The number of children forced to flee Boko Haram’s insurgency in Nigeria and neighboring countries has reached 1.4 million, the U.N. children agency UNICEF said on Friday. Around 500,000 were displaced in the last five months after a sharp rise in attacks by the Islamist jihadi group, it said. The militants have been waging a six-year insurrection to establish an Islamist state in the northeast of Nigeria that has killed thousands and displaced 2.1 million people, most of whom are children. “In northern Nigeria alone, nearly 1.2 million children – over half of them under 5 years old – have been forced to flee their homes. An additional 265,000 children have been uprooted in Cameroon, Chad and Niger,” UNICEF said in a statement.  Reuters

Libya’s Islamist-Backed Parliament Stormed by Armed Men
Libya’s Islamist-backed parliament General National Congress (GNC) was stormed Thursday by unknown armed men during a session, Libya’s local media reported. The armed men broke into the headquarter of GNC in the capital Tripoli during a session of discussion of UN-proposed draft agreement, and selection of candidates to head the upcoming government, Libyan Herald reported. No group claimed responsibility for the attack and it is unclear about the initiatives. It is widely believed that Halboos militia of Misrata is responsible for Thursday’s GNC storming. However, no official sources can confirm on the statement.  Xinhua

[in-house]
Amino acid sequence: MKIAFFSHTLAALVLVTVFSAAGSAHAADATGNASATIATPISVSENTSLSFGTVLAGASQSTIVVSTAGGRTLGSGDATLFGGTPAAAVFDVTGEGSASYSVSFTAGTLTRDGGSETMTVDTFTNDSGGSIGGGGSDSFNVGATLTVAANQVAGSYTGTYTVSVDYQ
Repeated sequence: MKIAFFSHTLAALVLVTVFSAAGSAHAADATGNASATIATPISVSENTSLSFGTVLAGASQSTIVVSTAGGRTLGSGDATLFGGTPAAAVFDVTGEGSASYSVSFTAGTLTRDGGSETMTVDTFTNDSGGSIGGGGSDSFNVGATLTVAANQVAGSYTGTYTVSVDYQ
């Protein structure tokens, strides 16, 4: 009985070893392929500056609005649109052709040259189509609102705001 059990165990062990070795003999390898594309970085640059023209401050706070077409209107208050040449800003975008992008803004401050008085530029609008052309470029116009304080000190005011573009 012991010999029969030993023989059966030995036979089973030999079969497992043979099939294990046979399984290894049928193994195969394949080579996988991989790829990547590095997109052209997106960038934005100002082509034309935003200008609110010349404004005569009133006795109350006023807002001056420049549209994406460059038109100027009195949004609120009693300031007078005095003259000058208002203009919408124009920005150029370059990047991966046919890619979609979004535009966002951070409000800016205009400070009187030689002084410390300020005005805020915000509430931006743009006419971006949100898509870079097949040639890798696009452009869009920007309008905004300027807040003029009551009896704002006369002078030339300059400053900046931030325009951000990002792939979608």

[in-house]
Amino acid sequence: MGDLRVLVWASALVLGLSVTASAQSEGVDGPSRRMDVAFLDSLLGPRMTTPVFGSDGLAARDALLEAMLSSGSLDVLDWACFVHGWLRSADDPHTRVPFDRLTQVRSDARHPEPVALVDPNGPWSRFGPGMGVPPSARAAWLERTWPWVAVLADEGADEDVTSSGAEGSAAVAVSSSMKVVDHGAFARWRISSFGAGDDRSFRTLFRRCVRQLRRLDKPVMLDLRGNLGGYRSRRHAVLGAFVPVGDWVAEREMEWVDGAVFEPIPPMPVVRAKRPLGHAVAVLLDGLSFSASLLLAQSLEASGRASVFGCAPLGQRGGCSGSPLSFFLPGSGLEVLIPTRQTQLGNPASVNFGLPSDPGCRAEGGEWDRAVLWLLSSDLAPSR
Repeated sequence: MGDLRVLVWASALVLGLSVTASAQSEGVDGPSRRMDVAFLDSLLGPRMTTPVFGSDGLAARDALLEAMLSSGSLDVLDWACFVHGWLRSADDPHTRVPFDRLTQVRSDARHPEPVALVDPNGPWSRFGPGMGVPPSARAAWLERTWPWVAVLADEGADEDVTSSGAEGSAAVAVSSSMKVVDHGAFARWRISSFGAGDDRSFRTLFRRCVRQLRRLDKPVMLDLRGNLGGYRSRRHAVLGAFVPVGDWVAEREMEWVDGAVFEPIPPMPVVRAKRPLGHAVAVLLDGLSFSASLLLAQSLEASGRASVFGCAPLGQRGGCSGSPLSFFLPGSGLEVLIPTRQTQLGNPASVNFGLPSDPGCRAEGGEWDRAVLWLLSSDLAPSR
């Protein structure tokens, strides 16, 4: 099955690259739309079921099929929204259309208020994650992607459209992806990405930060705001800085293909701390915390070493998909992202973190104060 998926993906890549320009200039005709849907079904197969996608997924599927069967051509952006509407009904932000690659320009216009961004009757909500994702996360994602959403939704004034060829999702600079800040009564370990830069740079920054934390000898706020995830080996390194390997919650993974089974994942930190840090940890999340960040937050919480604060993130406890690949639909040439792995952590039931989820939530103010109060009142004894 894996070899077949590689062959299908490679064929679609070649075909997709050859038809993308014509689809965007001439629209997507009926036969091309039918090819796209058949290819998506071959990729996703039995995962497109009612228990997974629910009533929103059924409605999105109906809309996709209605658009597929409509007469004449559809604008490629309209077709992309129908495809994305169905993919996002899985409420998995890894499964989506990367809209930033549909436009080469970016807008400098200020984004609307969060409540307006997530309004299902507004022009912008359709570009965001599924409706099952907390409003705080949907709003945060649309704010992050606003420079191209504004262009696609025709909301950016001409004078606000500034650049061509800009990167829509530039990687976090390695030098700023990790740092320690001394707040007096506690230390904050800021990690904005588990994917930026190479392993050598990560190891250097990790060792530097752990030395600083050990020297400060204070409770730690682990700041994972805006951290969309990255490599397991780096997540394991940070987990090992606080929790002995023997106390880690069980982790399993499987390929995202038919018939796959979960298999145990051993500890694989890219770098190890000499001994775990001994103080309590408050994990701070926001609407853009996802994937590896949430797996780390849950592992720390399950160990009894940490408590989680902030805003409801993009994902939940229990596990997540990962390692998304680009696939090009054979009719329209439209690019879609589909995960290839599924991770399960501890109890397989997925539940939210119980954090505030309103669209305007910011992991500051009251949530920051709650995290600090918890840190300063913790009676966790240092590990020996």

Younis Abdurrahman Chekkouri: The Latest Freed Gitmo Prisoner
In December 2001, as U.S. forces closed in on Tora Bora during the invasion of Afghanistan, Younis Abdurrahman Chekkouri fled, but he was caught by Pakistani forces, according to U.S. officials. Then he escaped again, during a prisoner riot, but was recaptured. On January 1, 2002, he was handed over to U.S. forces at Kandahar. Five months later, on May 1, he was moved to Guantanamo Bay, where he was imprisoned until Wednesday. He was never charged with any crime. The U.S. government announced Thursday the Moroccan had been transferred back to his home country—five years after he was approved for release. As Agence France-Presse notes, there’s no indication whether Chekkouri will be imprisoned in Morocco, put under house arrest, or simply set free. He was not immediately freed upon arrival in Morocco. The Atlantic

South Sudan Oil Tanker Blast ‘Kills 170′